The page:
Nonstationary Data Analysis

The material presented in previous chapters has been restricted largely to the measurement and analysis of stationary random data, that is, data with statistical properties that are invariant with translations in time (or any other independent variable of the data). The theoretical ideas, error formulas, and processing techniques do not generally apply when the data are nonstationary. Special considerations are required in these cases. Such considerations are the subject of this chapter.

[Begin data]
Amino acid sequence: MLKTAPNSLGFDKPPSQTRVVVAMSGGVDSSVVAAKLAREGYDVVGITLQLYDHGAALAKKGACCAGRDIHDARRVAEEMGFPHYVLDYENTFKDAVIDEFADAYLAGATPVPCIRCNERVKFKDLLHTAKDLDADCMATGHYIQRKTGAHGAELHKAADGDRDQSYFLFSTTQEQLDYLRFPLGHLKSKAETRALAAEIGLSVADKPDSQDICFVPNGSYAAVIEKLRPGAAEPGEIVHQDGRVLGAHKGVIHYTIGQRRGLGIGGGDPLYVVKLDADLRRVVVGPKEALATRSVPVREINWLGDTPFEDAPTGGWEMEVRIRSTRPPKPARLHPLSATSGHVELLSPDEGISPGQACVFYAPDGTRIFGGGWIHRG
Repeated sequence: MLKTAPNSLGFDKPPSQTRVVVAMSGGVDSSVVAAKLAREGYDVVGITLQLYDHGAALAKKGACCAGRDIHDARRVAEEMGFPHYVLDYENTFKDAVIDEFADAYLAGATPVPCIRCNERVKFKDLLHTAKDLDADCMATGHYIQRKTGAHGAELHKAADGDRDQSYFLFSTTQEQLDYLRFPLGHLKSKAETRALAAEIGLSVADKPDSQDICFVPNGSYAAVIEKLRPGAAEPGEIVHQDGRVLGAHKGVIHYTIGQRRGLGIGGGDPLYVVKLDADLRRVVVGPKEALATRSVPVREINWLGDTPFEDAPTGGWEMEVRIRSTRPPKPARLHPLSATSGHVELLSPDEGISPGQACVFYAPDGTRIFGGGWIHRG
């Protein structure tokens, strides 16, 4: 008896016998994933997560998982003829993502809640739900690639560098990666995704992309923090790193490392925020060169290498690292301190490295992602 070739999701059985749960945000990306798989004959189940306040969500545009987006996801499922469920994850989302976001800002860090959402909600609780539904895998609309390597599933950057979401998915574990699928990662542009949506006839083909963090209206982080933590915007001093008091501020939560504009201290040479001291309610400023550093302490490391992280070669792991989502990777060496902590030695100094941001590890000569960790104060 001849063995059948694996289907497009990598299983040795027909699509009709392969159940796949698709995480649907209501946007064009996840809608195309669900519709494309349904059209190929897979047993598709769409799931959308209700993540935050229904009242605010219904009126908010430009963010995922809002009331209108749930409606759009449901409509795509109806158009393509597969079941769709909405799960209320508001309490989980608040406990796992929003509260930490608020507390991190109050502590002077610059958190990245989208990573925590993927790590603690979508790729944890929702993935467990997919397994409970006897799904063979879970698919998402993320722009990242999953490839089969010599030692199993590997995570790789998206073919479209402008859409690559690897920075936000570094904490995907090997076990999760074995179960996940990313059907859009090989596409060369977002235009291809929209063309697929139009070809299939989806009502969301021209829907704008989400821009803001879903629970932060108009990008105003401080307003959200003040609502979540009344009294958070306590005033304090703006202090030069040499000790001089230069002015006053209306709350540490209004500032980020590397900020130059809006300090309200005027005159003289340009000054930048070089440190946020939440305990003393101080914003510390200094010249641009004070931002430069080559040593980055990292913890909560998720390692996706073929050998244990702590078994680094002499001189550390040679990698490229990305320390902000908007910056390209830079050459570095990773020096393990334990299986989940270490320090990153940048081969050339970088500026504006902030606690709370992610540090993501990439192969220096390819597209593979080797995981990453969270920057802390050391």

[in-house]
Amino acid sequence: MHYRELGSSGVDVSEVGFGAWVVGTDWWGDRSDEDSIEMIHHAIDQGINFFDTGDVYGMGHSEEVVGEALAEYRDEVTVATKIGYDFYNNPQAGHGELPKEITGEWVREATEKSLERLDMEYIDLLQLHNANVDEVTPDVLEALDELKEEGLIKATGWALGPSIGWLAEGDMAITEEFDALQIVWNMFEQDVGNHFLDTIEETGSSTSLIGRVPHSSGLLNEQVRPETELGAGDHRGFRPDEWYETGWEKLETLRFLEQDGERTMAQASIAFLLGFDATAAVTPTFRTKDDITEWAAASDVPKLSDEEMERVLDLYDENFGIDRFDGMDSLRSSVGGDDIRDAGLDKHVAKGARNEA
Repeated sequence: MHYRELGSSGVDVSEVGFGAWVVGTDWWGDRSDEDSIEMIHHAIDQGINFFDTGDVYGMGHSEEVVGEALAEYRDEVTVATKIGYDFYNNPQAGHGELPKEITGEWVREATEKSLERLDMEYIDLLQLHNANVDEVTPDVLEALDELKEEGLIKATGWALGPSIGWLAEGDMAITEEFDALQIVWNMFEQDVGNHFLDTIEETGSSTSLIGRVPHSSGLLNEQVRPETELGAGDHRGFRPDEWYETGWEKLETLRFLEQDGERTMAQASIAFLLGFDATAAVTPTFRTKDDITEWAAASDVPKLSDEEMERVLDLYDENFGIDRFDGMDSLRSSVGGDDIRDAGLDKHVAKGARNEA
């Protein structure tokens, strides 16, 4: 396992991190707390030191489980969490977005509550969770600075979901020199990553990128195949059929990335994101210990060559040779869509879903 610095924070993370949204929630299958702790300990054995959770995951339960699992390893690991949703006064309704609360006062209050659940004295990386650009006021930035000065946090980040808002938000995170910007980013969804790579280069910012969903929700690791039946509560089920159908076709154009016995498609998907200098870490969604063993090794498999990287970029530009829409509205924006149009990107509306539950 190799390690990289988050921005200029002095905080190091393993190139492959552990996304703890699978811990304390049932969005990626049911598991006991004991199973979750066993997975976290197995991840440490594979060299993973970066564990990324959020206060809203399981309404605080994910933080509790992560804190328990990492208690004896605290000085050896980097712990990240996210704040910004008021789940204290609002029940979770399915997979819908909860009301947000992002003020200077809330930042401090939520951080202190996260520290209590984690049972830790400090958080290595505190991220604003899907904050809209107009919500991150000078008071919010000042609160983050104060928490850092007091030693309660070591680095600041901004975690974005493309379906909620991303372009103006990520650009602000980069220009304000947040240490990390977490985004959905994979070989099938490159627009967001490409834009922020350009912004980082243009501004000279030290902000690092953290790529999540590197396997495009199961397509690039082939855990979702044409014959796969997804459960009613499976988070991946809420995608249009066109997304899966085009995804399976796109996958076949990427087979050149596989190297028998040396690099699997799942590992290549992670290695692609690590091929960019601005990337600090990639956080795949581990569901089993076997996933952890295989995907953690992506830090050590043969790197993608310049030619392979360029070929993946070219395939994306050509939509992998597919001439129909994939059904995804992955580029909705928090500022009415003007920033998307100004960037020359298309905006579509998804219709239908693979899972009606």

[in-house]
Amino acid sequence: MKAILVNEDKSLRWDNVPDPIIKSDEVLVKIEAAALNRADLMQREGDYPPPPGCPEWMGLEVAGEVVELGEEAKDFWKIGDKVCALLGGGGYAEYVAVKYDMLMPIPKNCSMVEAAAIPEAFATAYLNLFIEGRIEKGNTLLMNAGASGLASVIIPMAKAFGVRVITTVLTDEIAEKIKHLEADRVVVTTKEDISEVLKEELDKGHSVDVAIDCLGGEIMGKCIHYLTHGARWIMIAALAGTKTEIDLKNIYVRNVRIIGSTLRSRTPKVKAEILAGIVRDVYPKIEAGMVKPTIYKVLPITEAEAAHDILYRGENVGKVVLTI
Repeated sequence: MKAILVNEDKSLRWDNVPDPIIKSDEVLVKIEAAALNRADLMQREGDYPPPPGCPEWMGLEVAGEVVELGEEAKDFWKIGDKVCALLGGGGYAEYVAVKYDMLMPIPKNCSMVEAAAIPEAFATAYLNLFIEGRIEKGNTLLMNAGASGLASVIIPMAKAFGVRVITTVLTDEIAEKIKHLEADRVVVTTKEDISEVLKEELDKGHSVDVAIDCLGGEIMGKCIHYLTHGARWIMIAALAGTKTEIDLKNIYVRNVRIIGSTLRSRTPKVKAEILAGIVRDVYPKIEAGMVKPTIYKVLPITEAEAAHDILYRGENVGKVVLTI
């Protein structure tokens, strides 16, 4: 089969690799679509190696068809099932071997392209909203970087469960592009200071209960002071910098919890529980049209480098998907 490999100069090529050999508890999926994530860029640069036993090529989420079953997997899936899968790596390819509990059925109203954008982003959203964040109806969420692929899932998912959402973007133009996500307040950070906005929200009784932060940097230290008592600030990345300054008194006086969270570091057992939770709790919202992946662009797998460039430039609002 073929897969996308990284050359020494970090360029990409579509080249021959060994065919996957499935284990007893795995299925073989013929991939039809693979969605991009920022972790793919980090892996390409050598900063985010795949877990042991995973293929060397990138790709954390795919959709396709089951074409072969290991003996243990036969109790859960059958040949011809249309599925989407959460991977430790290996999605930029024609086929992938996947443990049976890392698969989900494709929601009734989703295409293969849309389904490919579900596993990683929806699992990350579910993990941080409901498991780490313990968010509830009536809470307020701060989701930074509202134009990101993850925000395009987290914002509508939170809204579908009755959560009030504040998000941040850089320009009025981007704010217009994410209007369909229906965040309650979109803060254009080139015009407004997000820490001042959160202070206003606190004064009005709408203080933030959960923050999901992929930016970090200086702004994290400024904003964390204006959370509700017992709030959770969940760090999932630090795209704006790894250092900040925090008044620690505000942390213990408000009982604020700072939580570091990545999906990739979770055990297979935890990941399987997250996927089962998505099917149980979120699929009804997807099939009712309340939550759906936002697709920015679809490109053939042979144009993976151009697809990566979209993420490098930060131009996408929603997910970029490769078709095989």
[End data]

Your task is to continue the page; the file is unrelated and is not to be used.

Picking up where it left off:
Much of the random data of interest in practice is nonstationary when viewed as a whole. Nevertheless, it is often possible to force the data to be at least piecewise stationary for measurement and analysis purposes. To repeat the example from Section 10.4.1, the pressure fluctuations in the turbulent boundary layer generated by a high-speed aircraft during a typical mission will generally be nonstationary because they depend on the airspeed and altitude, which vary during the mission. However, one can easily fly the aircraft under a specific set of fixed flight conditions so as to produce stationary boundary layer pressures for measurement purposes. The flight conditions can then be changed sequentially to other specific sets of fixed conditions, producing stationary data for measurement purposes until the entire mission environment has been represented in adequate detail by piecewise stationary segments. Such procedures ...

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